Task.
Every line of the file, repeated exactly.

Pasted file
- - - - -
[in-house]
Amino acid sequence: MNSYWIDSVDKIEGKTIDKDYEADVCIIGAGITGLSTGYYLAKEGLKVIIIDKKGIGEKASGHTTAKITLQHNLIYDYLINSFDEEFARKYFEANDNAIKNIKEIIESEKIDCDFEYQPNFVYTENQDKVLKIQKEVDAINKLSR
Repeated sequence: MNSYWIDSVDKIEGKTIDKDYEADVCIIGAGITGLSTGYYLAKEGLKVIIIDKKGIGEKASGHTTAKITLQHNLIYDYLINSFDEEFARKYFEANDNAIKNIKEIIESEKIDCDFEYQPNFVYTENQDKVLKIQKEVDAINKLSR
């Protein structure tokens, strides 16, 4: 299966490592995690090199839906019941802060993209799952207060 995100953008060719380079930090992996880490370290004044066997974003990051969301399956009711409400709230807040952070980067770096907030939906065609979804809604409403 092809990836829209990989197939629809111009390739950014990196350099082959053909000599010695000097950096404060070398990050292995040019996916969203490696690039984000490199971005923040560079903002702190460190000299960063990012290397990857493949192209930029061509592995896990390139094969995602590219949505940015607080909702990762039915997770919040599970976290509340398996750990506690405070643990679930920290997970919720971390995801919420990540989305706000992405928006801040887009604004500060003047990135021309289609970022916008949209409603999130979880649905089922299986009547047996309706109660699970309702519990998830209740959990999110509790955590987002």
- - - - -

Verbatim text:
[in-house]
Amino acid sequence: MNSYWIDSVDKIEGKTIDKDYEADVCIIGAGITGLSTGYYLAKEGLKVIIIDKKGIGEKASGHTTAKITLQHNLIYDYLINSFDEEFARKYFEANDNAIKNIKEIIESEKIDCDFEYQPNFVYTENQDKVLKIQKEVDAINKLSR
Repeated sequence: MNSYWIDSVDKIEGKTIDKDYEADVCIIGAGITGLSTGYYLAKEGLKVIIIDKKGIGEKASGHTTAKITLQHNLIYDYLINSFDEEFARKYFEANDNAIKNIKEIIESEKIDCDFEYQPNFVYTENQDKVLKIQKEVDAINKLSR
């Protein structure tokens, strides 16, 4: 299966490592995690090199839906019941802060993209799952207060 995100953008060719380079930090992996880490370290004044066997974003990051969301399956009711409400709230807040952070980067770096907030939906065609979804809604409403 092809990836829209990989197939629809111009390739950014990196350099082959053909000599010695000097950096404060070398990050292995040019996916969203490696690039984000490199971005923040560079903002702190460190000299960063990012290397990857493949192209930029061509592995896990390139094969995602590219949505940015607080909702990762039915997770919040599970976290509340398996750990506690405070643990679930920290997970919720971390995801919420990540989305706000992405928006801040887009604004500060003047990135021309289609970022916008949209409603999130979880649905089922299986009547047996309706109660699970309702519990998830209740959990999110509790955590987002």